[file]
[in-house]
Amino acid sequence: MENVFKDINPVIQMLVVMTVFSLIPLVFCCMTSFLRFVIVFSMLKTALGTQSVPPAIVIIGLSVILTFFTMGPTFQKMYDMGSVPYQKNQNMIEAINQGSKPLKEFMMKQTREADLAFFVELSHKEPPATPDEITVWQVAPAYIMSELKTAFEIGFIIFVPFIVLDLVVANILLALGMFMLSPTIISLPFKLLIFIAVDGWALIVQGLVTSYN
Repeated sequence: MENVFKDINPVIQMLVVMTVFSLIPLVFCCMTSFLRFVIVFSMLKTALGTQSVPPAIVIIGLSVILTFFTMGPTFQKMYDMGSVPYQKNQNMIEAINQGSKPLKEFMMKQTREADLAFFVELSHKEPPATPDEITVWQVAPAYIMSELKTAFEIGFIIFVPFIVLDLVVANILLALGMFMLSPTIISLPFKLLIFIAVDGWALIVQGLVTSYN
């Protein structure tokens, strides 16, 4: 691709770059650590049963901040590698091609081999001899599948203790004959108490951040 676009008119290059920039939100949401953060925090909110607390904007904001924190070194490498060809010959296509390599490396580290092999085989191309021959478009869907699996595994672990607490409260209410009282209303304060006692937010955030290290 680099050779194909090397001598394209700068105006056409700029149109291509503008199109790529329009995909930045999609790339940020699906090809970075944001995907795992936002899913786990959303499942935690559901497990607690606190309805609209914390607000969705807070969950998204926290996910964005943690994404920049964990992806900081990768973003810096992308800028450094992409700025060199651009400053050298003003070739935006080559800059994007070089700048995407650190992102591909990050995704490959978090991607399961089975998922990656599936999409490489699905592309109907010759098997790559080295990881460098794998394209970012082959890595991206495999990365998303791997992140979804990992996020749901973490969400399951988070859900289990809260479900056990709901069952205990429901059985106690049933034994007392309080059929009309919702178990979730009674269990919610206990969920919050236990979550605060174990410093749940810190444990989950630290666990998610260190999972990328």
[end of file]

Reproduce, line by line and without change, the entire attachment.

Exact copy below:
[in-house]
Amino acid sequence: MENVFKDINPVIQMLVVMTVFSLIPLVFCCMTSFLRFVIVFSMLKTALGTQSVPPAIVIIGLSVILTFFTMGPTFQKMYDMGSVPYQKNQNMIEAINQGSKPLKEFMMKQTREADLAFFVELSHKEPPATPDEITVWQVAPAYIMSELKTAFEIGFIIFVPFIVLDLVVANILLALGMFMLSPTIISLPFKLLIFIAVDGWALIVQGLVTSYN
Repeated sequence: MENVFKDINPVIQMLVVMTVFSLIPLVFCCMTSFLRFVIVFSMLKTALGTQSVPPAIVIIGLSVILTFFTMGPTFQKMYDMGSVPYQKNQNMIEAINQGSKPLKEFMMKQTREADLAFFVELSHKEPPATPDEITVWQVAPAYIMSELKTAFEIGFIIFVPFIVLDLVVANILLALGMFMLSPTIISLPFKLLIFIAVDGWALIVQGLVTSYN
């Protein structure tokens, strides 16, 4: 691709770059650590049963901040590698091609081999001899599948203790004959108490951040 676009008119290059920039939100949401953060925090909110607390904007904001924190070194490498060809010959296509390599490396580290092999085989191309021959478009869907699996595994672990607490409260209410009282209303304060006692937010955030290290 680099050779194909090397001598394209700068105006056409700029149109291509503008199109790529329009995909930045999609790339940020699906090809970075944001995907795992936002899913786990959303499942935690559901497990607690606190309805609209914390607000969705807070969950998204926290996910964005943690994404920049964990992806900081990768973003810096992308800028450094992409700025060199651009400053050298003003070739935006080559800059994007070089700048995407650190992102591909990050995704490959978090991607399961089975998922990656599936999409490489699905592309109907010759098997790559080295990881460098794998394209970012082959890595991206495999990365998303791997992140979804990992996020749901973490969400399951988070859900289990809260479900056990709901069952205990429901059985106690049933034994007392309080059929009309919702178990979730009674269990919610206990969920919050236990979550605060174990410093749940810190444990989950630290666990998610260190999972990328």